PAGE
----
A recent report from Richard Breavington, a partner at RPC, found that 1% of cybercrimes are prosecuted, from the 17,900 reported cases of computer hacking last year.  

Expert Comments: 

Haroon Malik, Director of Cyber Security Consulting at Fujitsu:

“The low prosecution rate for cybercrimes is concerning. Hacking tools are more widely available than ever before, and cyber-criminals are finding ever-evolving ways to ‘feed their habit’. What’s more, if hacking into a business and walking away with stolen funds or sensitive information is unlikely to see you get caught, then the incentive is clear. 

 “But as easy as it is to point the finger and question why prosecution is so low, it’s important to understand that taking action against such crimes is difficult. Proving a correlation between credentials and identity theft is not always immediately obvious based on a single incident. There are incredibly complex digital footprints to follow, to track down the perpetrator. And, unfortunately, much cybercrime happens to faceless organisations, which means that prosecutors don’t often recognise that these crimes do in fact have an end victim.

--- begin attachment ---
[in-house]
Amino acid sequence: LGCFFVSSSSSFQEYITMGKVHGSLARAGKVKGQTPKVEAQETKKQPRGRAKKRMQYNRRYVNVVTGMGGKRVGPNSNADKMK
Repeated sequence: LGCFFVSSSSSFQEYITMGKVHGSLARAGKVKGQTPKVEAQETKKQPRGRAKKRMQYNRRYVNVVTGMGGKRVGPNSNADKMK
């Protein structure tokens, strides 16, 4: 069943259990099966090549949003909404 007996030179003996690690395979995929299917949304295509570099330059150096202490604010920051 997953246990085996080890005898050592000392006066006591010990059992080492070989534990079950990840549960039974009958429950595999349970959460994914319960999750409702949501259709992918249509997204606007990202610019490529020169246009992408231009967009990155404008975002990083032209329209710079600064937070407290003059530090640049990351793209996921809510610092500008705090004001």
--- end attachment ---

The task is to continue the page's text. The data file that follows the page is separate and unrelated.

“The difficulties in prosecuting cybercriminals shows the need for immediate action to better support police forces. The current situation does not give police the resources or guidance they need to make a dent in the levels of cybercrime that are going unpunished. One example of where this is happening, is the step taken by the government to create a specialist court to hear cases relating to cybercrime, however the court is not expected to be completed until 2025. Until then, business and the government need to unite forces more than ever to fight against cybercriminals or they risk losing customer trust.” 

Experts Comments

Stay Tuned! Our Information Security Experts Community is responding .....

What do you think of the topic? Do you agree with expert(s) or share your expert opinion below.
Be part of our growing Information Security Expert Community (1000+), please register here.